How to feel important

SAMHSA’s National Helpline | SAMHSA

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  • SAMHSA’s National Helpline is a free, confidential, 24/7, 365-day-a-year treatment referral and information service (in English and Spanish) for individuals and families facing mental and/or substance use disorders.

    Also visit the online treatment locator.

SAMHSA’s National Helpline, 1-800-662-HELP (4357) (also known as the Treatment Referral Routing Service), or TTY: 1-800-487-4889 is a confidential, free, 24-hour-a-day, 365-day-a-year, information service, in English and Spanish, for individuals and family members facing mental and/or substance use disorders. This service provides referrals to local treatment facilities, support groups, and community-based organizations.

Also visit the online treatment locator, or send your zip code via text message: 435748 (HELP4U) to find help near you. Read more about the HELP4U text messaging service.

The service is open 24/7, 365 days a year.

English and Spanish are available if you select the option to speak with a national representative. Currently, the 435748 (HELP4U) text messaging service is only available in English.

In 2020, the Helpline received 833,598 calls. This is a 27 percent increase from 2019, when the Helpline received a total of 656,953 calls for the year.

The referral service is free of charge. If you have no insurance or are underinsured, we will refer you to your state office, which is responsible for state-funded treatment programs. In addition, we can often refer you to facilities that charge on a sliding fee scale or accept Medicare or Medicaid. If you have health insurance, you are encouraged to contact your insurer for a list of participating health care providers and facilities.

The service is confidential. We will not ask you for any personal information. We may ask for your zip code or other pertinent geographic information in order to track calls being routed to other offices or to accurately identify the local resources appropriate to your needs.

No, we do not provide counseling. Trained information specialists answer calls, transfer callers to state services or other appropriate intake centers in their states, and connect them with local assistance and support.

  • Suggested Resources

    What Is Substance Abuse Treatment? A Booklet for Families
    Created for family members of people with alcohol abuse or drug abuse problems. Answers questions about substance abuse, its symptoms, different types of treatment, and recovery. Addresses concerns of children of parents with substance use/abuse problems.

    It's Not Your Fault (NACoA) (PDF | 12 KB)
    Assures teens with parents who abuse alcohol or drugs that, "It's not your fault!" and that they are not alone. Encourages teens to seek emotional support from other adults, school counselors, and youth support groups such as Alateen, and provides a resource list.

    After an Attempt: A Guide for Taking Care of Your Family Member After Treatment in the Emergency Department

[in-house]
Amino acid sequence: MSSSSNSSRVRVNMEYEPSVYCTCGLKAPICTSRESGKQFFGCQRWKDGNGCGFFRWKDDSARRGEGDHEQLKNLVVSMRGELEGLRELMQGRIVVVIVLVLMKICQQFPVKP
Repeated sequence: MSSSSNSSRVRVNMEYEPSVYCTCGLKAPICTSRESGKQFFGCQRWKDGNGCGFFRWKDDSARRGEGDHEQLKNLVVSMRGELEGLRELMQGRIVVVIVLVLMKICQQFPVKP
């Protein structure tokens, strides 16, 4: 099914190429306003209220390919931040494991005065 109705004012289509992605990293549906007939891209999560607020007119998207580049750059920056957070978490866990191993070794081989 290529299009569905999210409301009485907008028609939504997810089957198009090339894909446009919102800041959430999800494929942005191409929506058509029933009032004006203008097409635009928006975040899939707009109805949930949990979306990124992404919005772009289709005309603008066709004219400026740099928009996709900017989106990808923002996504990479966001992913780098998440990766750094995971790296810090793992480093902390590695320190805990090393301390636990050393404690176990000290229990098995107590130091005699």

Aids family members in coping with the aftermath of a relative's suicide attempt. Describes the emergency department treatment process, lists questions to ask about follow-up treatment, and describes how to reduce risk and ensure safety at home.

    Family Therapy Can Help: For People in Recovery From Mental Illness or Addiction
    Explores the role of family therapy in recovery from mental illness or substance abuse. Explains how family therapy sessions are run and who conducts them, describes a typical session, and provides information on its effectiveness in recovery.

    For additional resources, please visit the SAMHSA Store.

Last Updated: 08/30/2022

SAMHSA Behavioral Health Treatment Services Locator


Welcome to the Behavioral Health Treatment Services Locator, a confidential and anonymous source of information for persons seeking treatment facilities in the United States or U.S. Territories for substance use/addiction and/or mental health problems.

PLEASE NOTE: Your personal information and the search criteria you enter into the Locator is secure and anonymous. SAMHSA does not collect or maintain any information you provide.

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  • National Helpline

    1-800-662-HELP (4357)

    Treatment referral and information, 24/7.

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    Immediate crisis counseling related to disasters, 24/7.

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The Locator is authorized by the 21st Century Cures Act (Public Law 114-255, Section 9006; 42 U.S.C. 290bb-36d). SAMHSA endeavors to keep the Locator current. All information in the Locator is updated annually from facility responses to SAMHSA’s National Substance Use and Mental Health Services Survey (N-SUMHSS). New facilities that have completed an abbreviated survey and met all the qualifications are added monthly. Updates to facility names, addresses, telephone numbers, and services are made weekly for facilities informing SAMHSA of changes. Facilities may request additions or changes to their information by sending an e-mail to [email protected], by calling the BHSIS Project Office at 1-833-888-1553 (Mon-Fri 8-6 ET), or by electronic form submission using the Locator online application form (intended for additions of new facilities).